Journal cover Journal topic
Atmospheric Measurement Techniques An interactive open-access journal of the European Geosciences Union
Journal topic

Journal metrics

Journal metrics

  • IF value: 3.400 IF 3.400
  • IF 5-year value: 3.841 IF 5-year
  • CiteScore value: 3.71 CiteScore
  • SNIP value: 1.472 SNIP 1.472
  • IPP value: 3.57 IPP 3.57
  • SJR value: 1.770 SJR 1.770
  • Scimago H <br class='hide-on-tablet hide-on-mobile'>index value: 70 Scimago H
    index 70
  • h5-index value: 49 h5-index 49
Volume 7, issue 12 | Copyright

Special issue: Observing Atmosphere and Climate with Occultation Techniques...

Atmos. Meas. Tech., 7, 4071-4079, 2014
© Author(s) 2014. This work is distributed under
the Creative Commons Attribution 3.0 License.

Research article 02 Dec 2014

Research article | 02 Dec 2014

CHAMP climate data based on the inversion of monthly average bending angles

J. Danzer1, H. Gleisner2, and S. B. Healy3 J. Danzer et al.
  • 1Wegener Center for Climate and Global Change (WEGC), University of Graz, Graz, Austria
  • 2Danish Meteorological Institute (DMI), Copenhagen, Denmark
  • 3European Centre for Medium-range Weather Forecasts (ECMWF), Reading, UK

Abstract. Global Navigation Satellite System Radio Occultation (GNSS-RO) refractivity climatologies for the stratosphere can be obtained from the Abel inversion of monthly average bending-angle profiles. The averaging of large numbers of profiles suppresses random noise and this, in combination with simple exponential extrapolation above an altitude of 80 km, circumvents the need for a "statistical optimization" step in the processing. Using data from the US–Taiwanese COSMIC mission, which provides ~1500–2000 occultations per day, it has been shown that this average-profile inversion (API) technique provides a robust method for generating stratospheric refractivity climatologies.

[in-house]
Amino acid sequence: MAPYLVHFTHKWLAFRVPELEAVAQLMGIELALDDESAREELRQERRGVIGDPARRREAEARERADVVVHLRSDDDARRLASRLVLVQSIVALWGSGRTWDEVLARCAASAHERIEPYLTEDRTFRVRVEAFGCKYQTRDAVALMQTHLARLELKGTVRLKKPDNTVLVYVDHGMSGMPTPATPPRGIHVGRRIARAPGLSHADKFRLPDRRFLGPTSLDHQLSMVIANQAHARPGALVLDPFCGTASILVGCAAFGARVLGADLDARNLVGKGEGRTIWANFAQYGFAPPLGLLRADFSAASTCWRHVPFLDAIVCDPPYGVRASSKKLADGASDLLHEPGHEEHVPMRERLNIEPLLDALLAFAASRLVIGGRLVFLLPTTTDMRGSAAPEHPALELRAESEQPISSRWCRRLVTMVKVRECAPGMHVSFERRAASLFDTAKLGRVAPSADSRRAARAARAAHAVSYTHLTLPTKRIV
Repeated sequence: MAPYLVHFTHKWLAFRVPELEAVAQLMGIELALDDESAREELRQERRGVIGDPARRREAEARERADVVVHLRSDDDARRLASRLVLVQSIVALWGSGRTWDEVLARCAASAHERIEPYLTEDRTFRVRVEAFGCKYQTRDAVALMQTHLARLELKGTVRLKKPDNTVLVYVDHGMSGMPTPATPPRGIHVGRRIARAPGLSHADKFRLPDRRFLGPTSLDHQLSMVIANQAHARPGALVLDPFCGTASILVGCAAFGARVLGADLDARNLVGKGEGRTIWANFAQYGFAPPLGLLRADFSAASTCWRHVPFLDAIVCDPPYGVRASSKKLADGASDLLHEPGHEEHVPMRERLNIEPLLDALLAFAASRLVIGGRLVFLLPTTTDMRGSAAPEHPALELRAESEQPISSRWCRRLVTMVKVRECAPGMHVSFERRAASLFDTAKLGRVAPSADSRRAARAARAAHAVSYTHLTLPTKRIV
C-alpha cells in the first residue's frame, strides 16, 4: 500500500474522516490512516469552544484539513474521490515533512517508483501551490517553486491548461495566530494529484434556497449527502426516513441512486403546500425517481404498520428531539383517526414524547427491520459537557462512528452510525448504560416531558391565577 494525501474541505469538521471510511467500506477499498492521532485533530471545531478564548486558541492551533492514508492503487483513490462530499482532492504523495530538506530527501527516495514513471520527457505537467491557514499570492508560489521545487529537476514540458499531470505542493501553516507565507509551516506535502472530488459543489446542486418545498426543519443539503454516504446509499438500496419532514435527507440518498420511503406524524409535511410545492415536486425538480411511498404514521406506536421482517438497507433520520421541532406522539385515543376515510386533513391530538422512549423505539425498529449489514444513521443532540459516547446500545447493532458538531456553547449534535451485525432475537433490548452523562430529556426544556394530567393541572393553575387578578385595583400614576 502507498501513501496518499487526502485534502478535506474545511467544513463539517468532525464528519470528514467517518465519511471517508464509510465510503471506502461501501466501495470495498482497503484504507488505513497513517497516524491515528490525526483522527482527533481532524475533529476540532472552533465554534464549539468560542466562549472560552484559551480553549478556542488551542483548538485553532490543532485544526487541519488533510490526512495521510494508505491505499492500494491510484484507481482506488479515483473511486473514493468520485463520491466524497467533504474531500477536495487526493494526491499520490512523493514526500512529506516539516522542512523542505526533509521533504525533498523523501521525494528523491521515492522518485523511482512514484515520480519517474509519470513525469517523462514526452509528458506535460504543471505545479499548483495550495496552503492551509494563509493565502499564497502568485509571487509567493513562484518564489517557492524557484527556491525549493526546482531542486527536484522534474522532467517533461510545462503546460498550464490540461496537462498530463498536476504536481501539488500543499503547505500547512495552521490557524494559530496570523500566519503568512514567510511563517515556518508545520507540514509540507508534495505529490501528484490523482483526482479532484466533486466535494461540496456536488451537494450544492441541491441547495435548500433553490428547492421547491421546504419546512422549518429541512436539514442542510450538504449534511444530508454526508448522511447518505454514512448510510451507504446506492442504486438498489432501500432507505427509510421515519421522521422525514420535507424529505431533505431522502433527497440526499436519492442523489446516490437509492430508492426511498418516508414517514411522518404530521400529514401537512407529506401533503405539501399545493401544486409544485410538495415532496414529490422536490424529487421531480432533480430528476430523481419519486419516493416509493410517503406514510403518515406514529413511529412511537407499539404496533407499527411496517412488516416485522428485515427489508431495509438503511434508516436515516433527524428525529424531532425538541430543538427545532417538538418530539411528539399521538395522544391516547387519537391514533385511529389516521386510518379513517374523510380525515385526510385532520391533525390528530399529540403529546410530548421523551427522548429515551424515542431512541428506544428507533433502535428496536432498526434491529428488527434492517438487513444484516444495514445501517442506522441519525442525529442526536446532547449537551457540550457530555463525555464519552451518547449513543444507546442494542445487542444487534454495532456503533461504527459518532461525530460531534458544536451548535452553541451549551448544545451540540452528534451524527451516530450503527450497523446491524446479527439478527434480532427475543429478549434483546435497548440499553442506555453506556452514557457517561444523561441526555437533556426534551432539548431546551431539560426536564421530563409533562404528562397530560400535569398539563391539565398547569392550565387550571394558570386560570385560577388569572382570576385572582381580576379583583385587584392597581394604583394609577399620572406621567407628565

Prior to the launch of COSMIC in mid-2006, the data records rely on data from the CHAMP (CHAllenging Mini-satellite Payload) mission. In order to exploit the full range of available RO data, the usage of CHAMP data is also required. CHAMP only provided ~200 profiles per day, and the measurements were noisier than COSMIC. As a consequence, the main research question in this study was to see if the average bending-angle approach is also applicable to CHAMP data.

Different methods for the suppression of random noise – statistical and through data quality prescreening – were tested. The API retrievals were compared with the more conventional approach of averaging individual refractivity profiles, produced with the implementation of statistical optimization used in the EUMETSAT (European Organisation for the Exploitation of Meteorological Satellites) Radio Occultation Meteorology Satellite Application Facility (ROM SAF) operational processing.

In this study it is demonstrated that the API retrieval technique works well for CHAMP data, enabling the generation of long-term stratospheric RO climate data records from August 2001 and onward. The resulting CHAMP refractivity climatologies are found to be practically identical to the standard retrieval at the DMI (Danish Meteorological Institute) below altitudes of 35 km. Between 35 and 50 km, the differences between the two retrieval methods started to increase, showing largest differences at high latitudes and high altitudes. Furthermore, in the winter hemisphere high-latitude region, the biases relative to ECMWF (European Centre for Medium-range Weather Forecasts) were generally smaller for the new approach than for the standard retrieval.

Publications Copernicus
Special issue